(4) Japan’s interest in the TPP adds very significantly to the Canadian pork industry’s interest in Canada joining these negotiations.


 Japan is a key market for Canadian pork and we could see our sales there very seriously eroded if Japan, and not Canada, joins the TPP.  Japan is alternately Canada’s #1 or #2 pork export market.  Despite increased competition from other pork-exporting countries due to the appreciation of the Canadian dollar and other factors, our sales in recent years have consistently stayed close to a quarter of a million tonnes, approaching a billion dollars in value annually.  The Canadian pork industry would suffer severe losses in sales to its U.S., Chilean and Australian competitors in the event Japan, and not Canada, became a member of the Trans-Pacific Partnership.


 The Canadian Pork Council also supports the launching of free trade negotiations between Canada and Japan as soon as possible.  We would look for improved access conditions for pork which potentially could put Canada in a preferred supplier position in the event Japan does not participate in the TPP.                                                                                                                    


Canada needs to get into the ‘TPP tent’ now, rather than wait to try to get in later. The sooner Canada becomes a Trans Pacific-Partnership participant, the greater is its ability to help shape it and to prevent it taking on characteristics that later on make it less favourable to Canada’s interests.  If Canada should wait until later rounds of TPP enlargement to seek membership, we are more likely to find ourselves in a ‘take it or leave it’ position and it likely will be more expensive, in terms of concessions on our part, to get accepted when dealing with a broader range of countries.  One might compare the situation with TPP to that of the WTO and its forerunner, the General Agreement on Tariffs and Trade.  The costs of Canada being a founding member of the GATT which came into place in 1948 with twenty-two other countries were almost certainly far less than they would be today where we would be negotiating separate accession agreements with the WTO’s more than 150 members.  In the meantime, Canada has benefited economically from the improved terms of access which its membership in GATT/WTO has provided.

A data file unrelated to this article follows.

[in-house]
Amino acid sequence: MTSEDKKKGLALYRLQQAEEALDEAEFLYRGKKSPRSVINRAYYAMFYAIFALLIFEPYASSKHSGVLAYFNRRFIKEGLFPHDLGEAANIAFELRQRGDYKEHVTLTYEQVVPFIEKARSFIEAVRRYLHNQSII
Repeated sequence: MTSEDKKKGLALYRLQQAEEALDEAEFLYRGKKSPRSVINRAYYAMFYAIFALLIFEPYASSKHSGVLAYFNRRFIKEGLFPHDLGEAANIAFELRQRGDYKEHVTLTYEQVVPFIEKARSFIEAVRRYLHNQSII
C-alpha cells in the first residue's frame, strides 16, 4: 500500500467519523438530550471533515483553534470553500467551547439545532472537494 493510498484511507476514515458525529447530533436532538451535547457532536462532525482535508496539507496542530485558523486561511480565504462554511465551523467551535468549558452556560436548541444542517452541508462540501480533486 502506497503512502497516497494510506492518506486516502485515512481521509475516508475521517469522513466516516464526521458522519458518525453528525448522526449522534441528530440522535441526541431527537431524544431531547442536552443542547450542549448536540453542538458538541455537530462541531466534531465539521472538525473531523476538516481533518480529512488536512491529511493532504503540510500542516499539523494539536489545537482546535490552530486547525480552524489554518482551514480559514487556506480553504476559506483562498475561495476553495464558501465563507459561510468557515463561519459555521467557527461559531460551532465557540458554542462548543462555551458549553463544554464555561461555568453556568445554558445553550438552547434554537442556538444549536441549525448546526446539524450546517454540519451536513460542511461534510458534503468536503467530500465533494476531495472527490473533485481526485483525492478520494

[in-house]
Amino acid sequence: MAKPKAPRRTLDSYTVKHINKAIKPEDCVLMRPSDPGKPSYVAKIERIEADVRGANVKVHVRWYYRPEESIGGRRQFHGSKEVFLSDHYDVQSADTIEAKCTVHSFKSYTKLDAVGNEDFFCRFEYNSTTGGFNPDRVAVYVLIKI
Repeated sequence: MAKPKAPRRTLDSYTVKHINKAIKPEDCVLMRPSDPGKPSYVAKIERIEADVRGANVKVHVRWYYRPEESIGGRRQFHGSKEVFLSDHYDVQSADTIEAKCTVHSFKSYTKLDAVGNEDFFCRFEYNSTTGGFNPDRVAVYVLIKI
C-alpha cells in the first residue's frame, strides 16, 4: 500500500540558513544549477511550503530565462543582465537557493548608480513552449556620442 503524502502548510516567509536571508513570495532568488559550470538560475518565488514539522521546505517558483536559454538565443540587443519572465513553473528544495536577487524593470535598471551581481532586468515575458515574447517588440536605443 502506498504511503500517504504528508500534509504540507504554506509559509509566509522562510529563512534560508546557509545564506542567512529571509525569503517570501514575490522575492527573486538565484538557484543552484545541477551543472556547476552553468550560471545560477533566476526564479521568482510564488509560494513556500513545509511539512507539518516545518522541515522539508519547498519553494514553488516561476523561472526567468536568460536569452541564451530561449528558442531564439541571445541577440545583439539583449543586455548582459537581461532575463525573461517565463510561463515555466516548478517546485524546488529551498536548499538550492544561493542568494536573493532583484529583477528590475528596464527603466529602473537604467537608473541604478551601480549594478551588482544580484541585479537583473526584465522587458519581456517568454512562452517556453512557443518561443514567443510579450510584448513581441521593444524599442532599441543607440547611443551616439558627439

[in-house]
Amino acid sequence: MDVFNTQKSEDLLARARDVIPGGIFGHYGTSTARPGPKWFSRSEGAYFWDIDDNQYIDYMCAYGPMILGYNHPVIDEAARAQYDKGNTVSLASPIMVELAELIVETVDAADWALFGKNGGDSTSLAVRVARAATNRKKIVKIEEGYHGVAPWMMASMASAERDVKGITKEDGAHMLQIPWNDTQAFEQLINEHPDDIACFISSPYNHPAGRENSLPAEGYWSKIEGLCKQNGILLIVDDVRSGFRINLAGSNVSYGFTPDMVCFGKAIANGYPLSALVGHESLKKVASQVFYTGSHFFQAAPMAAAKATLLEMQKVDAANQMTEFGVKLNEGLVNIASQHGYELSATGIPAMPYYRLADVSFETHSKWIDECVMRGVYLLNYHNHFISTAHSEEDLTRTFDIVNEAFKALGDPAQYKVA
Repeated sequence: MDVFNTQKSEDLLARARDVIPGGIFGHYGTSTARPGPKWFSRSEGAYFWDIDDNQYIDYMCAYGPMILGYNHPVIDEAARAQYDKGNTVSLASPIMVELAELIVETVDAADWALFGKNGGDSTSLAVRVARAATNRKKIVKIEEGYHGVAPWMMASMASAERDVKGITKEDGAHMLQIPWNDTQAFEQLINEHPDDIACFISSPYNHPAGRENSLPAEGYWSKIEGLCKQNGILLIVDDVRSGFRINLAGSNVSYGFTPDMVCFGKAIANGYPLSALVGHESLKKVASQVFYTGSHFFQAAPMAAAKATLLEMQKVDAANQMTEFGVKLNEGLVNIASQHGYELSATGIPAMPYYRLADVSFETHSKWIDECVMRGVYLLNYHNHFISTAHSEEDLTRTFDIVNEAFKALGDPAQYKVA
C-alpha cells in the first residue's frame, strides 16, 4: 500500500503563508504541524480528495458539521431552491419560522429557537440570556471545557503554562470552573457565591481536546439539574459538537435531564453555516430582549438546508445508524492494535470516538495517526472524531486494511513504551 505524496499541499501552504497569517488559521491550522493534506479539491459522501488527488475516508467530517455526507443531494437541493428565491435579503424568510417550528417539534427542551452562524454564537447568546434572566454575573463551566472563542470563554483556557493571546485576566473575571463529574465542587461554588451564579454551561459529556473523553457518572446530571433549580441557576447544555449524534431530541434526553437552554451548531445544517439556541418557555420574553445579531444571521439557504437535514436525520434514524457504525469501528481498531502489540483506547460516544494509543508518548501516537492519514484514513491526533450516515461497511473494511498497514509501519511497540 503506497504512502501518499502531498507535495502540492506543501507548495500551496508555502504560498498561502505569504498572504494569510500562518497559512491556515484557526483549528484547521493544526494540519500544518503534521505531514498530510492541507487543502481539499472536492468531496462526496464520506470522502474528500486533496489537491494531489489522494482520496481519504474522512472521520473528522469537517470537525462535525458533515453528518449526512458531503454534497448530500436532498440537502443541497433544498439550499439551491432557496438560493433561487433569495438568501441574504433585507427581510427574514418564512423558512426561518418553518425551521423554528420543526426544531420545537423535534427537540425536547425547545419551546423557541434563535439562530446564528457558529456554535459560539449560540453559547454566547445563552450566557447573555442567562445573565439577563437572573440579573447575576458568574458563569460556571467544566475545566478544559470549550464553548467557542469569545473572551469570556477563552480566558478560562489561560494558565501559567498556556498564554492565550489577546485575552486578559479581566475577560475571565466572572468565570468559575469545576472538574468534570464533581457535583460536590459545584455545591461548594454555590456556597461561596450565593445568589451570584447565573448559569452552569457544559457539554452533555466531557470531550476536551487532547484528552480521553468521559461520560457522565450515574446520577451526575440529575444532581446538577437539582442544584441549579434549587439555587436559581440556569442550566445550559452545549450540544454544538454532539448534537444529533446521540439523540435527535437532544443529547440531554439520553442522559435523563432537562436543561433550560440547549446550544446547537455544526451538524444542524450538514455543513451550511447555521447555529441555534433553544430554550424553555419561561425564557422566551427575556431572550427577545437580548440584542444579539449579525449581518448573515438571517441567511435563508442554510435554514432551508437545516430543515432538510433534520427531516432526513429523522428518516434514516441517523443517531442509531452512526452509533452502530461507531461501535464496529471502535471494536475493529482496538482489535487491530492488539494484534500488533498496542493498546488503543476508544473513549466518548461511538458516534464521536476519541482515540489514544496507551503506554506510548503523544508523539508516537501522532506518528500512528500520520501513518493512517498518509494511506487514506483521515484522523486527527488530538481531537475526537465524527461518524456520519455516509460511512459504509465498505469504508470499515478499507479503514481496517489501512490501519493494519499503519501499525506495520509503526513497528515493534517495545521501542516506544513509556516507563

The Canadian Pork Council supports a Canadian negotiating approach that neither accepts pre-conditions nor makes exclusions.  Canada should not accept any pre-conditions for its entry into TPP negotiations and also not make any exclusions to what it is willing to negotiate in advance of such negotiations.  These two conditions are important for achieving the best overall negotiating result for Canada.  Accepting pre-conditions of other countries will reduce our negotiating leverage prior to achieving any concessions from TPP negotiating partners.   Secondly, by excluding anything in advance of negotiations, Canada would be compromising what can be achieved for Canadians (if not excluding itself altogether) from participation in these important negotiations.


As with other trade negotiations in which Canada is engaged, the Canadian Pork Council looks forward to further consultations and cooperation on Canada’s proposal to join TPP talks.


Respectfully submitted,


 Canadian Pork Council